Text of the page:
24 December 2007: Four French tourists are killed and a fifth wounded in an ambush near the town of Aleg, Mauritania by three gunmen in a black Mercedes. The AQIM gunmen were later captured by French intelligence officials in Guinea-Bissau.

"The brothers implementing the process are connected with us, and we have previously trained some of them, and we offer them adequate support the implementation of such operations.” – Abu Musab Abdel Wadoud Abdel Malek, 2008.

03 June 2009: It is reported that Edwin Dyer, a British hostage, was beheaded by AQIM members in Mali. He had been seized on 22 January 2009 and held with other European tourists who had been captured by al Qaeda and affiliated terrorists.

"When ye meet the Unbelievers (in fight), smite at their necks.” (Koran verse quoted in a statement issued by the AQIM).

"The British captive was killed so that he, and with him the British state, may taste a tiny portion of what innocent Muslims taste every day at the hands of the Crusader and Jewish coalition to the east and to the west.” – AQIM statement.

"This tragedy reinforces our commitment to confront terrorism. It strengthens our determination never to concede to the demands of terrorists, nor to pay ransoms. I want those who would use terror against British citizens to know beyond doubt that we and our allies will pursue them relentlessly, and that they will meet the justice they deserve.” –British Prime Minister Gordon Brown.

28 April 2011: Although denied by AQIM, it is believed that the group was responsible for a deadly bomb attack in Marrakesh, Morocco which killed 17 at a café. It is believed that the café was chosen because it is popular with Western tourists.

September 2011: AQIM took responsibility for an attack on the Cherchell Military Academy in Algeria which killed over 18.

23 October 2011: An Italian and two Spaniards are kidnapped in Algeria. Although denied by Mali, they are believed to being held in Mali.

November 2011: Two Frenchmen (Philippe Verdon and Serge Lazarevic) were kidnapped near the Mali-Niger border by terrorist fighers believed to be with AQIM.

04 May 2012: Two Algerian officers are killed and two others are wounded after their car was hit by a mortar blast inthe Boumerdes region.  Violence has increased before the elections on 10 May 2012.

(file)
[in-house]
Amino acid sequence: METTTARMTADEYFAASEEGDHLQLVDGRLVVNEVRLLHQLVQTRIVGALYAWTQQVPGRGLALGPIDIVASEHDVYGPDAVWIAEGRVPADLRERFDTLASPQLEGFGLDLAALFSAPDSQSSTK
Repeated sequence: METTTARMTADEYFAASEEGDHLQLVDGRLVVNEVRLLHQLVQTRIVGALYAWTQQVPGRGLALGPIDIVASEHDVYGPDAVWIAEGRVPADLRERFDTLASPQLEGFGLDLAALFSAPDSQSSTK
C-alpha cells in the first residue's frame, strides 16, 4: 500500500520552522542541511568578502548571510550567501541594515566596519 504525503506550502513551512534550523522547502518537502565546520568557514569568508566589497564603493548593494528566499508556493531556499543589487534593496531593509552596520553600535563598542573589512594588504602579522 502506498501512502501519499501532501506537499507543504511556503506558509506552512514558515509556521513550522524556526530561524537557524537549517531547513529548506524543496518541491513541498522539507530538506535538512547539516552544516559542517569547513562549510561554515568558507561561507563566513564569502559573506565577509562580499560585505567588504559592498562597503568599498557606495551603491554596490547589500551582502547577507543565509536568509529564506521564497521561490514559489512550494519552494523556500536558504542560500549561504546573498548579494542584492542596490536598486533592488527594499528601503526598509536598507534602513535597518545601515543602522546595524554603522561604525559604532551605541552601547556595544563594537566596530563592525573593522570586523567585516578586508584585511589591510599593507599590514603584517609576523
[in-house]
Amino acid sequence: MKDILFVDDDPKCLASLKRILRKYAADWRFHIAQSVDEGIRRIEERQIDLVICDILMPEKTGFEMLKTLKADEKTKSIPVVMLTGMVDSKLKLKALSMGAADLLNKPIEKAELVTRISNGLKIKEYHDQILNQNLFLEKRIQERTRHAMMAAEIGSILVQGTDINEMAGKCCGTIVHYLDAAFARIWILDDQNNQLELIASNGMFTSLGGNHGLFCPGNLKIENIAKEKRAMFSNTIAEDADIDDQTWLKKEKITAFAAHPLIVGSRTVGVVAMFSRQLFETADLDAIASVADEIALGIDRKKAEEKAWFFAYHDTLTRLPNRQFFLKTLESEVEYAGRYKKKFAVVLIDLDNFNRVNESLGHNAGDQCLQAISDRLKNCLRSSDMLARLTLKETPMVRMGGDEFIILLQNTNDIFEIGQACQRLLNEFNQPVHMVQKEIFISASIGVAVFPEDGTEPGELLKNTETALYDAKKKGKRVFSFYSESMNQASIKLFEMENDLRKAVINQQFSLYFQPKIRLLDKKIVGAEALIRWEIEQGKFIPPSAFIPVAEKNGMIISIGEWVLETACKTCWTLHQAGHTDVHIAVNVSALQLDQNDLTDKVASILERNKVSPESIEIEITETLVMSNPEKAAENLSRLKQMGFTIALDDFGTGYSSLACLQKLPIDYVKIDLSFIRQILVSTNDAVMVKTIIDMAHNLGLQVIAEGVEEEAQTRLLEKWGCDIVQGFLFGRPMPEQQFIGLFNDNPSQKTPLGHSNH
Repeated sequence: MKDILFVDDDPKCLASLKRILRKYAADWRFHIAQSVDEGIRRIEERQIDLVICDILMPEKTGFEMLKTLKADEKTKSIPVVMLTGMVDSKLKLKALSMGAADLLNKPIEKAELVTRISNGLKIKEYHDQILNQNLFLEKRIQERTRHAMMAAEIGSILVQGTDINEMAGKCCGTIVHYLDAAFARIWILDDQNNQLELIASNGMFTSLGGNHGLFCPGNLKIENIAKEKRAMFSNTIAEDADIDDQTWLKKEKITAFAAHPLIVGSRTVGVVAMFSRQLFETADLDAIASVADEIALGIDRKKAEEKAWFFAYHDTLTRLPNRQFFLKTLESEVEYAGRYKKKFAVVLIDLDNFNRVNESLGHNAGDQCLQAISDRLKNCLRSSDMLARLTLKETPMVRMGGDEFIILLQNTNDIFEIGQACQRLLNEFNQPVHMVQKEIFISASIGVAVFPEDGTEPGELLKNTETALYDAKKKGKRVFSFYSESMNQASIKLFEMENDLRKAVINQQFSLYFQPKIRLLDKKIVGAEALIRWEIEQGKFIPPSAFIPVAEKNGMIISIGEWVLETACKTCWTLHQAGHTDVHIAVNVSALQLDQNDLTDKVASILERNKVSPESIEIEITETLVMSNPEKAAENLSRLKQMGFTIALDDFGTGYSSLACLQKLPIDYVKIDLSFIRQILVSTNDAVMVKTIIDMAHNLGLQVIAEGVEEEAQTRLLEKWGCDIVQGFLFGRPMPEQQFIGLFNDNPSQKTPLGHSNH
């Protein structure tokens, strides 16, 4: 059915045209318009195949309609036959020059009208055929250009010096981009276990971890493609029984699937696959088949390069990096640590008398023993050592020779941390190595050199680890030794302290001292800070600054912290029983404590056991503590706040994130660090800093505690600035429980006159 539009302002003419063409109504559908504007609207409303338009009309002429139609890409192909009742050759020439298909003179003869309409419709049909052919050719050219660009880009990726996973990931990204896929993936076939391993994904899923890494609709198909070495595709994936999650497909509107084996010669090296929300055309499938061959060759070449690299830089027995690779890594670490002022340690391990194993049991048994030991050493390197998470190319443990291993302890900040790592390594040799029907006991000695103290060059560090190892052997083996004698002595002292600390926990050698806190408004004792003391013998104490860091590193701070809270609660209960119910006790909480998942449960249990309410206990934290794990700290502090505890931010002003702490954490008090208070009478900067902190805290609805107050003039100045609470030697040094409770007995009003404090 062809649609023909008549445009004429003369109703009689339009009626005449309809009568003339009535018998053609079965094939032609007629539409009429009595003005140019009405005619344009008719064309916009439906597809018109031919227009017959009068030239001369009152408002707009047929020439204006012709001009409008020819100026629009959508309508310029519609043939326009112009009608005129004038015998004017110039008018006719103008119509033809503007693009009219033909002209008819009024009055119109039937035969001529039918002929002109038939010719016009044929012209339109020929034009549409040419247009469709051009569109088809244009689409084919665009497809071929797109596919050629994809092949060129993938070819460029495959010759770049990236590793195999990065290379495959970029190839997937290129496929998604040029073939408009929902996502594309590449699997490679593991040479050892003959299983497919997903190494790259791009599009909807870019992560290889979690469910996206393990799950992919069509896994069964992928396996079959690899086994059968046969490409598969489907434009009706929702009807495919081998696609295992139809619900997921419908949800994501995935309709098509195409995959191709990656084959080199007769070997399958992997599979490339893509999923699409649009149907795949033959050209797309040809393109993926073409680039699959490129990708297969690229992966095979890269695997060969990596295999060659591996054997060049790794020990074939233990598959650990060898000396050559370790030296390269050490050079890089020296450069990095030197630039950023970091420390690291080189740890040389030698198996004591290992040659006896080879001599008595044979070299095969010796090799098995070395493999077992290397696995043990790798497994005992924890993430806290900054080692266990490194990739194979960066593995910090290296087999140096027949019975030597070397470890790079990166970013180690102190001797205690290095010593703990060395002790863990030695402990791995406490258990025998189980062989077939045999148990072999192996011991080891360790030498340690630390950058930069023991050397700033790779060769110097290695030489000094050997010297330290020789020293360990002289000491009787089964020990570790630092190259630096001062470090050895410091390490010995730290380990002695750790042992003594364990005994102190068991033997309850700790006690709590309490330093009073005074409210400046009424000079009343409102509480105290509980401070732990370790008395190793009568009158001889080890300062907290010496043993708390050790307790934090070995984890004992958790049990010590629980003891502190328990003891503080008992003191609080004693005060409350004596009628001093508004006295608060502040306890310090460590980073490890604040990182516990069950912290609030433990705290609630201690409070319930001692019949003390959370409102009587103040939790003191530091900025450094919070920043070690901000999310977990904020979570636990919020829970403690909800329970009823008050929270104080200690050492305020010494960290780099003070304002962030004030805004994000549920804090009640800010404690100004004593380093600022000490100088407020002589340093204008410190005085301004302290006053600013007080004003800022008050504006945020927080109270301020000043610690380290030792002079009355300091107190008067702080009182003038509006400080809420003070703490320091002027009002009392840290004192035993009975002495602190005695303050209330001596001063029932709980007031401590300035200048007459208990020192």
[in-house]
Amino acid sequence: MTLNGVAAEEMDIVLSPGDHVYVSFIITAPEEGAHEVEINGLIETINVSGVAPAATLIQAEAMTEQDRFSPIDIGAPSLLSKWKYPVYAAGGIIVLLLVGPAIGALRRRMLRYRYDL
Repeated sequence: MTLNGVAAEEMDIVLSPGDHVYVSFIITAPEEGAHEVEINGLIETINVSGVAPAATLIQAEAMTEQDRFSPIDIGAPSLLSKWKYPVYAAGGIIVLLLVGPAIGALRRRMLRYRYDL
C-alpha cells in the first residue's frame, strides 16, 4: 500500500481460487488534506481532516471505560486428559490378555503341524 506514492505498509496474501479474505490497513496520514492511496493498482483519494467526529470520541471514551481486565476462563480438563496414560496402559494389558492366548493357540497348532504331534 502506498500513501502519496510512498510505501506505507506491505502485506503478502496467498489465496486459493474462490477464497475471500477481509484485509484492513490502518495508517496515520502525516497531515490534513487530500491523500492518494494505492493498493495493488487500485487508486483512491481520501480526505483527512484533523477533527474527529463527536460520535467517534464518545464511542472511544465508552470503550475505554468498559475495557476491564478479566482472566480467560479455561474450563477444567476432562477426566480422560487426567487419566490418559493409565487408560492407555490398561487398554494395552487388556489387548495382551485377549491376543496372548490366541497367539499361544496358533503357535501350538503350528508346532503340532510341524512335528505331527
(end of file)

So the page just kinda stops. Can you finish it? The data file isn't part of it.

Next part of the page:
29 June 2012: At least one person is killed and three others wounded after a suicide car bomber attacked a paramilitary police base in Ouargla, Algeria.

Ideology/Aspirations

The AQIM seeks to overthrow the governments of Algeria, Mali, Mauritania, and Morocco as well as other countries and create an Islamic Caliphate in North Africa. Although the group claims to avoid killing civilians, most of its attack have killed dozens of innocent civilians.

"Our first goal is the arbitration of the Lord of the world's law and achievement of the servitude to God. Our general goals are the same goals of Al Qaeda the mother, and you know them. As far as our goals concerning the Islamic Maghreb, they are plenty. But most importantly is to rescue our countries from the tentacles of these criminal regimes that betrayed their religion and people.” - Abu Musab Abdel Wadoud Abdel Malek, 2008.

Finances

Money is funneled through cells in Europe and the group has also made dividends from ransoms paid through kidnappings. Algerian expatriates living in Western Europe (mostly France) have also repatriated money to the terrorist group.

"In the Sahel, al-Qa'ida in the Islamic Maghreb (AQIM), historically the weakest of the al-Qa'ida affiliates, saw its coffers filled in 2011 with kidnapping ransoms – a practice that other terrorist groups are also using to considerable advantage. These resources, together with AQIM's efforts to take advantage of the instability in Libya and Mali, have raised concern about this group's trajectory." - U.S. Department of State 2011Country Reports on Terrorism, July 2012.

Allies

Al Qaeda: The AQIM is a franchise group and part of the larger al Qaeda mission. It is believed that al Qaeda gave them assistance following pleas in 2006, which greatly increased their capability and allowed them to launch devastating attacks throughout the country.  There are also some concerns that AQIM could assist Boko Haram gain greater capacity for its attacks in Nigeria and neighboring countries.

"We and Al Qaeda are one body. It's normal that they are stronger by us and we get stronger by them. They back us up and we back them up. They supply us and we supply them with any kind of support, loyalty, advice and availabe support.” - Abu Musab Abdel Wadoud Abdel Malek.

"We are ready to train your children to use weapons and will supply them with all we can, including support and men, weapons, ammunitions and equipment, in order to defend our people in Nigeria and respond against the aggression of the Christian minority.” – Emir Abu Musab Abdel Wadoud Abdel Malek in a message to the Nigerian people.

"Boko Haram has the intent and may be developing capability to coordinate on a rhetorical and operational level with al Qaeda in the Lands of the Islamic Maghreb (AQIM) and Al Shabaab.” – U.S. Congressional report on Boko Haram, 30 November 2011.

Quotes

"We believe that our greatest achievement is that the jihad is still continuing in the Islamic Maghreb for 16 years. And today it is developing and climbing. By the generosity of God we were able to transfer our jihad from the country to regional and we were able to expand our activity to the Maghreb states and the African coast, and we could participate in the regional awakening jihad.” - Abu Musab Abdel Wadoud Abdel Malek, 2008.

"For the past few years, AQIM has been almost an afterthought when discussing the terrorist threat. This may be about to change…Recent public records point out that AQIM, which has traditionally operated in parts of Algeria and Mali, is well positioned to exploit instability and pockets of extremism in Libya and Nigeria, and to create new safe havens.” – Chairman of the Senate Intelligence Committee Senator Dianne Feinstein.

Case Links

Al-Qa'ida in the Lands of the Islamic Maghreb (NCTC)